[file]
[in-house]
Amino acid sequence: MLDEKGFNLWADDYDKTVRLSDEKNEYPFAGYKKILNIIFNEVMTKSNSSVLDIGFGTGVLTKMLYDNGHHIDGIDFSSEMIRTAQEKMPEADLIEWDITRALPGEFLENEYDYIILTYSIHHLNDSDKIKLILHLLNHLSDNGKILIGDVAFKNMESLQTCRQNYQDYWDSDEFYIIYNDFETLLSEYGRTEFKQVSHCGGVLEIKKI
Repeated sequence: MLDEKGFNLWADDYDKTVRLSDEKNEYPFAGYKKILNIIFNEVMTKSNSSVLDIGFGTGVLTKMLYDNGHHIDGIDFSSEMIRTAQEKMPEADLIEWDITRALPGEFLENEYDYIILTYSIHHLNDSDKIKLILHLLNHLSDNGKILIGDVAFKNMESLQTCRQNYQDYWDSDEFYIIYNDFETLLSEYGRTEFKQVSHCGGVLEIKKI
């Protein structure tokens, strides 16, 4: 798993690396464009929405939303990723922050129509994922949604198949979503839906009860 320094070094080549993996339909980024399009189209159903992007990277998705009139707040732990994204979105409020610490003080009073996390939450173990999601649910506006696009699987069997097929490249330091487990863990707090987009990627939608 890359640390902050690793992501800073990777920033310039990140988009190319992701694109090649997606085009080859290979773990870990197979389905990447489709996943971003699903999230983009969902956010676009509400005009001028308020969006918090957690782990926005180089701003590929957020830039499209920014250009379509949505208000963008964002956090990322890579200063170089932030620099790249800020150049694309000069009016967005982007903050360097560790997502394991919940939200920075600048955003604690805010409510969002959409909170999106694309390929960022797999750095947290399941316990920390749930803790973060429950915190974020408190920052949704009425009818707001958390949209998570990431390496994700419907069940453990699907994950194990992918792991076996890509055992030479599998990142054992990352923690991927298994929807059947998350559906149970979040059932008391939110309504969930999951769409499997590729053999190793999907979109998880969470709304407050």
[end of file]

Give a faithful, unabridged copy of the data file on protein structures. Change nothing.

[in-house]
Amino acid sequence: MLDEKGFNLWADDYDKTVRLSDEKNEYPFAGYKKILNIIFNEVMTKSNSSVLDIGFGTGVLTKMLYDNGHHIDGIDFSSEMIRTAQEKMPEADLIEWDITRALPGEFLENEYDYIILTYSIHHLNDSDKIKLILHLLNHLSDNGKILIGDVAFKNMESLQTCRQNYQDYWDSDEFYIIYNDFETLLSEYGRTEFKQVSHCGGVLEIKKI
Repeated sequence: MLDEKGFNLWADDYDKTVRLSDEKNEYPFAGYKKILNIIFNEVMTKSNSSVLDIGFGTGVLTKMLYDNGHHIDGIDFSSEMIRTAQEKMPEADLIEWDITRALPGEFLENEYDYIILTYSIHHLNDSDKIKLILHLLNHLSDNGKILIGDVAFKNMESLQTCRQNYQDYWDSDEFYIIYNDFETLLSEYGRTEFKQVSHCGGVLEIKKI
């Protein structure tokens, strides 16, 4: 798993690396464009929405939303990723922050129509994922949604198949979503839906009860 320094070094080549993996339909980024399009189209159903992007990277998705009139707040732990994204979105409020610490003080009073996390939450173990999601649910506006696009699987069997097929490249330091487990863990707090987009990627939608 890359640390902050690793992501800073990777920033310039990140988009190319992701694109090649997606085009080859290979773990870990197979389905990447489709996943971003699903999230983009969902956010676009509400005009001028308020969006918090957690782990926005180089701003590929957020830039499209920014250009379509949505208000963008964002956090990322890579200063170089932030620099790249800020150049694309000069009016967005982007903050360097560790997502394991919940939200920075600048955003604690805010409510969002959409909170999106694309390929960022797999750095947290399941316990920390749930803790973060429950915190974020408190920052949704009425009818707001958390949209998570990431390496994700419907069940453990699907994950194990992918792991076996890509055992030479599998990142054992990352923690991927298994929807059947998350559906149970979040059932008391939110309504969930999951769409499997590729053999190793999907979109998880969470709304407050």